Homologous recombination between repeated DNA elements in the genomes of Mycoplasma species has been hypothesized to be a crucial causal factor in sequence variation of antigenic proteins at the bacterial surface. To investigate this notion, studies were initiated to identify and characterize the proteins that form part of the homologous DNA recombination machinery in Mycoplasma pneumoniae as well as Mycoplasma genitalium. Among the most likely participants of this machinery are homologs of the Holliday junction migration motor protein RuvB. In both M. pneumoniae and M. genitalium, genes have been identified that have the capacity to encode RuvB homologs (MPN536 and MG359, respectively). Here, the characteristics of the MPN536- and MG359-encoded proteins (the RuvB proteins from M. pneumoniae strain FH [RuvBFH] and M. genitalium [RuvBMge], respectively) are described. Both RuvBFHand RuvBMgewere found to have ATPase activity and to bind DNA. In addition, both proteins displayed divalent cation- and ATP-dependent DNA helicase activity on partially double-stranded DNA substrates. The helicase activity of RuvBMge, however, was significantly lower than that of RuvBFH. Interestingly, we found RuvBFHto be expressed exclusively by subtype 2 strains of M. pneumoniae. In strains belonging to the other major subtype (subtype 1), a version of the protein is expressed (the RuvB protein from M. pneumoniae strain M129 [RuvBM129]) that differs from RuvBFHin a single amino acid residue (at position 140). In contrast to RuvBFH, RuvBM129displayed only marginal levels of DNAunwinding activity. These results demonstrate that M. pneumoniae strains (as well as closely related Mycoplasma spp.) can differ significantly in the function of components of their DNA recombination and repair machinery.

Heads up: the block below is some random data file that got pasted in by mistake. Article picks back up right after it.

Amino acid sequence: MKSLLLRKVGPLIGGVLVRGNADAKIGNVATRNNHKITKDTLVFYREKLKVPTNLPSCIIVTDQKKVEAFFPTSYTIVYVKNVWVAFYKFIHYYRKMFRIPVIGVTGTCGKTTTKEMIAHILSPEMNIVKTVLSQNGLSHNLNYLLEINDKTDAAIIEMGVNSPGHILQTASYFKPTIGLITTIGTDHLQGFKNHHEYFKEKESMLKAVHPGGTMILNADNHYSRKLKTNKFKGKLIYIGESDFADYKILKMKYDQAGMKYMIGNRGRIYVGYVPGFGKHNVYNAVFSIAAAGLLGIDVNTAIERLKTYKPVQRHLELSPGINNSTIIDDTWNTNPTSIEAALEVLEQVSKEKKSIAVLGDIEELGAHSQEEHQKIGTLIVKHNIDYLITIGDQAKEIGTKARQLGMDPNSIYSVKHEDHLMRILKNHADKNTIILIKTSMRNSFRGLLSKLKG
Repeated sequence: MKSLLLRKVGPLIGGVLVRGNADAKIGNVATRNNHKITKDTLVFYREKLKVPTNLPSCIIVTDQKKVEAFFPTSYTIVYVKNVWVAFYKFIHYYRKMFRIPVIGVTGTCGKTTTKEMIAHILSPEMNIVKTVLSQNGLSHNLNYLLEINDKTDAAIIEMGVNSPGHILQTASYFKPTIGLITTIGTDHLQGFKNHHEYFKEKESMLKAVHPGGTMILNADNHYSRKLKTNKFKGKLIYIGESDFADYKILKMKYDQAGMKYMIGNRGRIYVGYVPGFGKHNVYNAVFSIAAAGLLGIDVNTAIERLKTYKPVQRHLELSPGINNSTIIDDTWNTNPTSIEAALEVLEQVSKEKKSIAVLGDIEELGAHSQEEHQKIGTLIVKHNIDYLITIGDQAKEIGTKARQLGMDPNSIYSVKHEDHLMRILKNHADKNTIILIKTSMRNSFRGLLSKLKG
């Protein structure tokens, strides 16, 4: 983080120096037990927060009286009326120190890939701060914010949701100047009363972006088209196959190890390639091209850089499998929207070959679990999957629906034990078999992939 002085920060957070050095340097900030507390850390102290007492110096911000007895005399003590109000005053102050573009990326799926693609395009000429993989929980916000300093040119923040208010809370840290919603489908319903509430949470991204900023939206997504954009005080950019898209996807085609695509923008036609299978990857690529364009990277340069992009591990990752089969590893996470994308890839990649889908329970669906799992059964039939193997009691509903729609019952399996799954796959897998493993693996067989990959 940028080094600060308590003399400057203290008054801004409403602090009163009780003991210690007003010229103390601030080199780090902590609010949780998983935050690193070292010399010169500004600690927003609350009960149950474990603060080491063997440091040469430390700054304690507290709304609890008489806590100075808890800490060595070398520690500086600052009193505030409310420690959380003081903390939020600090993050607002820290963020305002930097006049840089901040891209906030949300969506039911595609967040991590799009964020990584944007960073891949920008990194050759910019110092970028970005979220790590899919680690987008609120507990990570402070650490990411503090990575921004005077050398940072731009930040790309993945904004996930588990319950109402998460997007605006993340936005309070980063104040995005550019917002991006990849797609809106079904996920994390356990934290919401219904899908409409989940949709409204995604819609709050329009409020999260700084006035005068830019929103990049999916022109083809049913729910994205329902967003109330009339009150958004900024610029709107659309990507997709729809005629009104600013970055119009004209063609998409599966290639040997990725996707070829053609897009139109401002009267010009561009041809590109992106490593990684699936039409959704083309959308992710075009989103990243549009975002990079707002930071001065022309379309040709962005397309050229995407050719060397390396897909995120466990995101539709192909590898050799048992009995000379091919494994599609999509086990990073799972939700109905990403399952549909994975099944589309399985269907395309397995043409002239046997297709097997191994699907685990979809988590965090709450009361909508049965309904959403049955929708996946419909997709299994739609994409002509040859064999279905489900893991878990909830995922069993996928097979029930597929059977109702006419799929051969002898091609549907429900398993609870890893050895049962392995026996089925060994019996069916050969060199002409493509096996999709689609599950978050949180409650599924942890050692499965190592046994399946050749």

doi.org/10.1128/JB.06003-11, hdl.handle.net/1765/33196
Journal of Bacteriology
Erasmus MC: University Medical Center Rotterdam

Estevão, S., Sluijter, M., Hartwig, N., van Rossum, A., & Vink, C. (2011). Functional characterization of the RuvB homologs from Mycoplasma pneumoniae and Mycoplasma genitalium. Journal of Bacteriology, 193(23), 6425–6435. doi:10.1128/JB.06003-11